3 Ways To Replace Cast Iron Drain Pipes

By |Published On: April 29th, 2021|Categories: Residential Plumbing, Sewer Systems|

Do you need to replace cast iron drain pipes in your home? Well, this is the place to be! This article discusses 3 ways to replace cast iron drain pipes and any other type of material. We give you the cost as well, so that you have all the information you need.

Why Would You Replace Cast Iron Drain Pipes?

You may or may not notice these signs of drain pipe failure in your home. If you can see any of these occurring, call a specialist today!

Constant Backups – If you have backups in all of your toilets, sinks, and showers, the drain pipe (which connects all of them) is probably faulty.

Read also: Sewage Backup Health Risks

Replace Cast Iron Drain Pipes

Sewer Odor – If you can smell sewage in your house, you can be confident that your drain pipe is damaged. That foul smell will ruin your home’s ambiance.

Mold – You may not think it, but heat escapes and begins to flow into your walls, floors, and ceilings when a drain pipe cracks. Once that starts, mold now has the perfect condition to start growing.

Slow Drains – A slow drain is a clear sign that something is wrong with your sewer line. We can determine if the problem is just a blockage or actual damage to the pipe with a simple CCTV sewer camera inspection.

Strange Lawn – If sewage is leaking from a drainpipe into your yard, you are going to see a few telltale signs. For one, the grass in certain areas will seem suspiciously luscious. Sewage acts as a fertilizer for your grass, making it grow faster in affected areas. You may also notice dips and valleys forming due to the soil dissipating under the grass.

Replace Cast Iron Drain Pipes

Foundation Cracks – When a drainpipe leaks sewage, the excess water will cause the soil to expand and shrink, causing your foundation to shift.

Invasive Creatures – If a drain pipe is damaged, rats, mice, sewer flies, cockroaches, or palmetto bugs can enter your home. Calling pest control may eliminate the current invaders, but the pipe is still cracked, and they will come back.

Why Do Cast Iron Drain Pipes Fail?

Vulnerability – Cast iron, like all metal, rusts when exposed to water and oxygen. So with drain pipes, those variables are unavoidable without proper maintenance. Shifting soils, tree roots, and especially chemicals like drain cleaner can damage them over time. We have seen failure in as little as 25 years. Coastal regions with high salt content also accelerate corrosion.

Soil Failure – Soil shifts around your property can cause pressure on the cast iron, causing them to crack, leak, and collapse. Soil can shift due to rain, floods, drought, freezing temperatures, and more.

Tree Roots – Older trees on your property are bound to have long, invasive roots. They seek out nutrients, sensing pipes flowing with waste or water. The roots attack the joints where the lines are their weakest. Once they’re inside, they drink and drink until the roots clog up your pipes.

Clogs and Backups – Oil, grease, and fats tend to build up inside your pipes, shrinking the area waste can flow through. Things like “flushable” wipes, paper towels, too much toilet paper can build up at these sections where there is no room to escape. Only flush toilet paper and bodily waste down your toilets, and don’t dump grease down your sink.

What Cast Iron Drain Pipe Options Work?

Based on all of our research we’ve assembled 3 ways to replace your cast iron drain pipe based on requirements, convenience, and cost.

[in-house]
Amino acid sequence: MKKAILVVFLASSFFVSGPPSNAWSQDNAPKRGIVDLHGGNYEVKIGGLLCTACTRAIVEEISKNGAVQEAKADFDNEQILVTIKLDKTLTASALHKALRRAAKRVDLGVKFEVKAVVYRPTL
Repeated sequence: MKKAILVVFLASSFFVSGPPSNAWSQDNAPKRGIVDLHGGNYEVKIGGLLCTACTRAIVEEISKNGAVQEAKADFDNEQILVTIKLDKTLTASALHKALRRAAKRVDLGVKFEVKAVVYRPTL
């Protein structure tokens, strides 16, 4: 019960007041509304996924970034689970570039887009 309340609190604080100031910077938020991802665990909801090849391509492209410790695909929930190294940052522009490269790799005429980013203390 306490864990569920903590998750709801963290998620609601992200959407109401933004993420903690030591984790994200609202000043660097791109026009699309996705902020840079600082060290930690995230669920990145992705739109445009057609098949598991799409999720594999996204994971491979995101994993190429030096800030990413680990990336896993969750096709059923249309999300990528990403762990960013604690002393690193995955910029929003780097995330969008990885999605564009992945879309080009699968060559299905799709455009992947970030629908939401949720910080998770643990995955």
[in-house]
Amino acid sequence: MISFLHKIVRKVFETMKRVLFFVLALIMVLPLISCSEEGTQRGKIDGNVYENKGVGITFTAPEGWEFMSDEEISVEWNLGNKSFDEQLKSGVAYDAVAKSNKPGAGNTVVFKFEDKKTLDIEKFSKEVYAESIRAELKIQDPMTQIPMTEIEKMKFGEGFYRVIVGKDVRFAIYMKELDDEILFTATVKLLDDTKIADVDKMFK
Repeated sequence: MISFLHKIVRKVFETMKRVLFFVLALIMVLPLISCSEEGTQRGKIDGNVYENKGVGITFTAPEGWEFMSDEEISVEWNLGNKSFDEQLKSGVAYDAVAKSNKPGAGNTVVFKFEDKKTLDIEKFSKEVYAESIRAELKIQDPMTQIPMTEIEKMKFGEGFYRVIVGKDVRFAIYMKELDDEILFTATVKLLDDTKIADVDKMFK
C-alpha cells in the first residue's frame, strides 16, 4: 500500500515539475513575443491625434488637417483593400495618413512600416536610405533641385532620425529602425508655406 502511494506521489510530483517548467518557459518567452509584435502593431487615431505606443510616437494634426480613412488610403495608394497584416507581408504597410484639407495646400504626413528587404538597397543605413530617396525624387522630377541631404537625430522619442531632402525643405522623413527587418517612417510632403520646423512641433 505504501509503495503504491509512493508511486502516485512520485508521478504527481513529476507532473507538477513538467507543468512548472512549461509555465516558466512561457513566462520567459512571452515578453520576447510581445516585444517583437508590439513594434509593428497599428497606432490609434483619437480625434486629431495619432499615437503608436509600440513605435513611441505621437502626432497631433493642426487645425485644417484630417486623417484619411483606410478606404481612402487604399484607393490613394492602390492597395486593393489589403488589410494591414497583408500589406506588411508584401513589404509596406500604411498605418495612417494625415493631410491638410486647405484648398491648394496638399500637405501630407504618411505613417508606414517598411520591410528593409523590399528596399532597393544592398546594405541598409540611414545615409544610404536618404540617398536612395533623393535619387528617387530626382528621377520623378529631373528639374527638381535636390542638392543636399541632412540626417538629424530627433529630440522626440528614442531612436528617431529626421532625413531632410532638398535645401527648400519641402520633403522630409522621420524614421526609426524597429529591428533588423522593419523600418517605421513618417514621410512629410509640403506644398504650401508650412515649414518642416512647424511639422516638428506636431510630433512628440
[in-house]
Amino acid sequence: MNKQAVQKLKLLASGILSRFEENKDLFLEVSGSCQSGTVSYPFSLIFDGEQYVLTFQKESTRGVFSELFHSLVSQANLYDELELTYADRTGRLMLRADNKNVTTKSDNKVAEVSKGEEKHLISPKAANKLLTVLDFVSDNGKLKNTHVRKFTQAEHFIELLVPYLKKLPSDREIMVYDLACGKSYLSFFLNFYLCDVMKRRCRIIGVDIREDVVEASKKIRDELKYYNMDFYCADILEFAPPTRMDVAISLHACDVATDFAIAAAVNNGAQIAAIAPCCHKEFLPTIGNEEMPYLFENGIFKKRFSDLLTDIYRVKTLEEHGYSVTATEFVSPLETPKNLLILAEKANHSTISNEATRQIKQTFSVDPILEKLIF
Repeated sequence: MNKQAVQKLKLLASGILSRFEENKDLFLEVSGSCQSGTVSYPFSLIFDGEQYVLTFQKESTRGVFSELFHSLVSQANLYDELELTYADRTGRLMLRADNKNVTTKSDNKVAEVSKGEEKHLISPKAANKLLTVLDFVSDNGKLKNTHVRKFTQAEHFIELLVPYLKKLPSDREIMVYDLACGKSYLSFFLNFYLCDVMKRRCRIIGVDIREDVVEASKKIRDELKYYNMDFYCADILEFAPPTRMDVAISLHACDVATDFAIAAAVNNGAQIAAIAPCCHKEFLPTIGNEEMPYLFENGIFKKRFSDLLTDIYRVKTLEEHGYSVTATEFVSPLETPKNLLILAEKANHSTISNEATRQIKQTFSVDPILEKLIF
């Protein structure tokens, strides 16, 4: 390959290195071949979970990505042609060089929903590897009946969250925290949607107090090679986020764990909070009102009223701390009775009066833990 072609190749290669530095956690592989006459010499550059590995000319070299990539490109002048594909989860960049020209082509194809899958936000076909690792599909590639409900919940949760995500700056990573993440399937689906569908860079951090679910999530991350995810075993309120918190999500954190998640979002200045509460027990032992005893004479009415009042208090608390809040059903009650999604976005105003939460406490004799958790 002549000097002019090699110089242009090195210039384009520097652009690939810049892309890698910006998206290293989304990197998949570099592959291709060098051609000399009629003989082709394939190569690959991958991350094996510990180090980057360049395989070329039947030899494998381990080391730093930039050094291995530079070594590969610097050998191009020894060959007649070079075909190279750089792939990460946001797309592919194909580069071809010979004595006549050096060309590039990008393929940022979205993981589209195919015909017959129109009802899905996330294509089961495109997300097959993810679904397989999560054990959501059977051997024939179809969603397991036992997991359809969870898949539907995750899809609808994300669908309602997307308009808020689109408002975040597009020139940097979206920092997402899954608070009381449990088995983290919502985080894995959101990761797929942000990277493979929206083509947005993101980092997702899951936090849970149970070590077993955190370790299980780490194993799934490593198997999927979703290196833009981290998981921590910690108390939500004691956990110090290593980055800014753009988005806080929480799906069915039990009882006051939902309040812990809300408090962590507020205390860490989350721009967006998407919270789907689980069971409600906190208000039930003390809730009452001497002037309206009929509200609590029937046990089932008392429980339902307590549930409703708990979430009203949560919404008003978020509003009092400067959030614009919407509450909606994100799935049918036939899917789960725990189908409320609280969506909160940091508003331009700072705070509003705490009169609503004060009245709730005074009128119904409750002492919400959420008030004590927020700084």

1. Trenching

Sometimes, a drain pipe is so severely damaged that no trenchless method is viable. Plumbers cannot use trenchless technology on pipes that are back-pitched, which means that the original contractors failed to use the proper slope for your sewer line to your city connection. If the pipe has collapsed onto itself, you will also have to go this route.

Conventional sewer repair quotes will be lower than trenchless, but it does not include the cost to clean up the mess and repair the property damage

Replace Cast Iron Drain Pipes

2. Pipe Lining (Trenchless)

A unique, epoxy-impregnated liner is inserted into the old pipe, inflates, and creates a new pipe structure directly inside the old one. Pipelining can be considered replacement or repair depending on whether the whole pipe length will be lined or just a section. If only a section of pipe (a spot repair) is lined, it is considered a repair. If you line the whole pipe from start to finish, it is basically like getting a brand new pipe installed (aka replacement).

Replace Cast Iron Drain Pipes

3. Pipe Bursting (Trenchless)

Pipe bursting is where a new HDPE (high-density polyethylene) pipe is attached to a winch with a cone-shaped bursting head and pulled through the damaged line. The damaged pipe breaks apart as the new one takes its place.


Trenchless sewer repair can cost anywhere between $4,000-$15,000 for the average single-family home. Jobs range from a few feet of repair to hundreds of feet, thus changing the pricing per amount of needed work. There will always be a base cost starting at permitting, contractor mobilization, project minimums, and then prices move on from there.

Read more about: Cost to Replace a Cast Iron Drain Under Your Home

Replace Cast Iron Drain Pipes

Who Can Replace Cast Iron Drain Pipes In Greater Los Angeles?

Now that you know the signs of a problem, repair options, and their cost, we will direct you to the best experts around, New Flow Plumbing.

We’ll get you started with a CCTV sewer camera inspection to determine where your problems come from. Then, we give you a free repair estimate, followed by available repair options. Whatever the issue, New Flow Plumbing will have your lateral sewer lines running perfectly again.

About the Author: New Flow Plumbing Inc.

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